Switch Arts are a revelation that, because of the extremely centralized cast, allow for the preservation of momentum through their insanely reliable Driver Combo capabilities. Switch Arts are crucial to the flow of combat in Torna because of their added ability to recover “bleeding” damage, which is another new mechanic unique to the expansion. When attacked, characters can lose a proportional amount of recoverable HP, which refreshes itself during a Switch Art. This function is shared between the shared HP meter of the Driver and their two Blades, and it also manages to find use in new kinds of Aux Cores, which can boost damage and other stats while recoverable HP is present. Talent Arts are meant to function similarly to those present in XC1, which often had very specific properties that made each character feel very unique, but those present in Torna lack the personality of, let's say, Monado Arts, Cooldown, or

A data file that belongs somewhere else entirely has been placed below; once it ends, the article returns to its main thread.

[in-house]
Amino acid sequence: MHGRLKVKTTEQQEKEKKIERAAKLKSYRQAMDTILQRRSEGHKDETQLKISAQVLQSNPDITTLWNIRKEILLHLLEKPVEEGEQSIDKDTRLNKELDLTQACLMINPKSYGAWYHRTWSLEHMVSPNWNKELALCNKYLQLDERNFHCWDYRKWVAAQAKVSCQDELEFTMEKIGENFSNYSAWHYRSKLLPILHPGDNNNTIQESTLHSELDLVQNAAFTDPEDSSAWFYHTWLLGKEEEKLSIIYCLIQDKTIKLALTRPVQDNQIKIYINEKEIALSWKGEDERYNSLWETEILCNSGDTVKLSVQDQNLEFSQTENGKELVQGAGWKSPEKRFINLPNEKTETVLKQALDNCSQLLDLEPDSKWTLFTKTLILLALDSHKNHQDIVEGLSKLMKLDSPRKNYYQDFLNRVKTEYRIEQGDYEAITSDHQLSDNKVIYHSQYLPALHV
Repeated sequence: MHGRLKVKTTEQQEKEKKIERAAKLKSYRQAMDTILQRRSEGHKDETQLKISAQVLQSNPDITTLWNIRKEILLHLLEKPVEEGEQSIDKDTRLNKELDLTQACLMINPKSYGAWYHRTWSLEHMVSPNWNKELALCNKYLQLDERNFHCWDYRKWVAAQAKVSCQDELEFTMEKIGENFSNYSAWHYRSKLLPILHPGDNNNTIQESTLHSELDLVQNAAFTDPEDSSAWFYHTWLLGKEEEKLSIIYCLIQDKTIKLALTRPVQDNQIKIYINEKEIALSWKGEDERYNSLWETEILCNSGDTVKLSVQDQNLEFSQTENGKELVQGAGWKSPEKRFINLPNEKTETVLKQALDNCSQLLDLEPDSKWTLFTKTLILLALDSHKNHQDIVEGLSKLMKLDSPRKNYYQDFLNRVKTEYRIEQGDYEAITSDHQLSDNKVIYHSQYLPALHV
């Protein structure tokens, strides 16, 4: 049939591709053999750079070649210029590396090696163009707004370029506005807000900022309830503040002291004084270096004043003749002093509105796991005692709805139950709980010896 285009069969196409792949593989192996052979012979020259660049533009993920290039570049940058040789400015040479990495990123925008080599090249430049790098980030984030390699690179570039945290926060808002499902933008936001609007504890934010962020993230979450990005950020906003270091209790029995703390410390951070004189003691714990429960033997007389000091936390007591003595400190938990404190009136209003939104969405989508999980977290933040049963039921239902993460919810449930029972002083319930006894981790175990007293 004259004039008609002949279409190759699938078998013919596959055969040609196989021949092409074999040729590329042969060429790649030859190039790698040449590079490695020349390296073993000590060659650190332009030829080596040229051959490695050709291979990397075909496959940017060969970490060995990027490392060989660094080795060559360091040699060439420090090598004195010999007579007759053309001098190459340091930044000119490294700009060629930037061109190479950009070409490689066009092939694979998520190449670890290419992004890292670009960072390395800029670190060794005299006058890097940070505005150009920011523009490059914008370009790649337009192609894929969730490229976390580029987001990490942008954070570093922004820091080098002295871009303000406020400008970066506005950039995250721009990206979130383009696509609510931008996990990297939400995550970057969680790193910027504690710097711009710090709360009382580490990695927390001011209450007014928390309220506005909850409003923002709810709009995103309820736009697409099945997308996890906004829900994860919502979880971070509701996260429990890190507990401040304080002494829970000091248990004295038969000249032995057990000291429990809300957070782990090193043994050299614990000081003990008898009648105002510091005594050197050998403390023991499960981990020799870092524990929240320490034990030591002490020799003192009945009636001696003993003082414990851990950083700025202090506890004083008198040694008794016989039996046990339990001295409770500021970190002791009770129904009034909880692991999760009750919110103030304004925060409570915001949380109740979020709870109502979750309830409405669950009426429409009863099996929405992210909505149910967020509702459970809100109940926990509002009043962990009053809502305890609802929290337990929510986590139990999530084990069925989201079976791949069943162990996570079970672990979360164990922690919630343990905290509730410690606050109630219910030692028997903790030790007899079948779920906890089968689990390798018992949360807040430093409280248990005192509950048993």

Which is a shame. But outside of their personality, they do have very beneficial functions that fit the characters very well. All in all, the variations on XC2's combat system are stark and fluid, making combat feel familiar, yet exploitable and faster-paced than the base game feels even when having maxed out skill trees.

There are a few differences regarding gathering points, as there are now gold and purple points that will net greater rewards, with the latter of the two needing to be unlocked via field skills. A new type of mechanical collection point also exists to mitigate the lack of salvaging present in the game, but access is gated behind a side quest and then a crafting ability, which brings us to another huge aspect of this expansion: the ability to craft pouch and key items through encampments. This is performed by setting up at certain camp points around the two maps and using collected materials akin to what Pyra, Vale, and Crossette can do in the base game. This is mainly due to the fact that Torna has no shops to speak of, and that it also enjoys wasting your time with inane bullshit.